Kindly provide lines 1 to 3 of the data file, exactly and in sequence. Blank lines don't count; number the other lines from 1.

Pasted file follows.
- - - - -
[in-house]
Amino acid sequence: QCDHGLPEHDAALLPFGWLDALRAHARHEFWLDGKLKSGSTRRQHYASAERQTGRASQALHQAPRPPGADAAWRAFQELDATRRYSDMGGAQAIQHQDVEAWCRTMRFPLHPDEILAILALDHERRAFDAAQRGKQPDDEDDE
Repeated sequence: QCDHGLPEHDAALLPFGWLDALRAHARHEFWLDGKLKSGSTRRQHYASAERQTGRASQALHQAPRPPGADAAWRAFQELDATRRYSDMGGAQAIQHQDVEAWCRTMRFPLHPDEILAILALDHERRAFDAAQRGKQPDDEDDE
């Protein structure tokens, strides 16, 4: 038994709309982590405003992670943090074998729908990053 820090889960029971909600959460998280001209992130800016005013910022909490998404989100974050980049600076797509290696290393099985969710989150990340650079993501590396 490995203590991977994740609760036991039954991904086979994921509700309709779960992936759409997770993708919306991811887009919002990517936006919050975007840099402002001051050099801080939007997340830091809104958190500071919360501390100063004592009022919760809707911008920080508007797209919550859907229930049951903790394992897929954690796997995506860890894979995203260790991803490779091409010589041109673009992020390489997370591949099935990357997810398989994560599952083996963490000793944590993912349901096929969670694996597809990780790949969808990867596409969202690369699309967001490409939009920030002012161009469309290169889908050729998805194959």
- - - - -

[in-house]
Amino acid sequence: QCDHGLPEHDAALLPFGWLDALRAHARHEFWLDGKLKSGSTRRQHYASAERQTGRASQALHQAPRPPGADAAWRAFQELDATRRYSDMGGAQAIQHQDVEAWCRTMRFPLHPDEILAILALDHERRAFDAAQRGKQPDDEDDE
Repeated sequence: QCDHGLPEHDAALLPFGWLDALRAHARHEFWLDGKLKSGSTRRQHYASAERQTGRASQALHQAPRPPGADAAWRAFQELDATRRYSDMGGAQAIQHQDVEAWCRTMRFPLHPDEILAILALDHERRAFDAAQRGKQPDDEDDE